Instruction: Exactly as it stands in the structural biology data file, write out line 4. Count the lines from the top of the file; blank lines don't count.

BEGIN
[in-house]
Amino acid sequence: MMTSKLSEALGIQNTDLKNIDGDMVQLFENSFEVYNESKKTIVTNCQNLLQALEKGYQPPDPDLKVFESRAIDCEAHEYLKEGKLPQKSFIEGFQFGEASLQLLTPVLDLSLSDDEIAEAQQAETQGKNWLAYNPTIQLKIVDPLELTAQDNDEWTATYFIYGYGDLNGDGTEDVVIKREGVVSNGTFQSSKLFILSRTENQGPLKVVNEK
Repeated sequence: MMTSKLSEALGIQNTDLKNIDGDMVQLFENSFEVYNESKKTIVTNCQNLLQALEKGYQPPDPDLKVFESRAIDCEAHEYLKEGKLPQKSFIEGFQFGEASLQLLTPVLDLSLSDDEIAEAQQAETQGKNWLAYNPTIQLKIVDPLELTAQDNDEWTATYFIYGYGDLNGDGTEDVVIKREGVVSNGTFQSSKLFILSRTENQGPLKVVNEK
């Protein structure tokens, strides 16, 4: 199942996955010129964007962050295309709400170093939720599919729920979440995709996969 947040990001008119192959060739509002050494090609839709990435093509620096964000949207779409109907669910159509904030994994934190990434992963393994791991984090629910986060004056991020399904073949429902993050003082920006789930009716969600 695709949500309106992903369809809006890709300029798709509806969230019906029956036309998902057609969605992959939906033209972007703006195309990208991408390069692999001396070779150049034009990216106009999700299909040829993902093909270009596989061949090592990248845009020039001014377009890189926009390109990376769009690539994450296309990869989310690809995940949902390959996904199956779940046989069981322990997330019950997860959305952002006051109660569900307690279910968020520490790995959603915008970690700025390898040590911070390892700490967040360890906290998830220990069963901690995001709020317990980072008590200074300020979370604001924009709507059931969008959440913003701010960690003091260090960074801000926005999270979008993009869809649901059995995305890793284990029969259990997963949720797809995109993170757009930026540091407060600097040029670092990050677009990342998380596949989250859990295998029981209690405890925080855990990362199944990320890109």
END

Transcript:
């Protein structure tokens, strides 16, 4: 199942996955010129964007962050295309709400170093939720599919729920979440995709996969 947040990001008119192959060739509002050494090609839709990435093509620096964000949207779409109907669910159509904030994994934190990434992963393994791991984090629910986060004056991020399904073949429902993050003082920006789930009716969600 695709949500309106992903369809809006890709300029798709509806969230019906029956036309998902057609969605992959939906033209972007703006195309990208991408390069692999001396070779150049034009990216106009999700299909040829993902093909270009596989061949090592990248845009020039001014377009890189926009390109990376769009690539994450296309990869989310690809995940949902390959996904199956779940046989069981322990997330019950997860959305952002006051109660569900307690279910968020520490790995959603915008970690700025390898040590911070390892700490967040360890906290998830220990069963901690995001709020317990980072008590200074300020979370604001924009709507059931969008959440913003701010960690003091260090960074801000926005999270979008993009869809649901059995995305890793284990029969259990997963949720797809995109993170757009930026540091407060600097040029670092990050677009990342998380596949989250859990295998029981209690405890925080855990990362199944990320890109």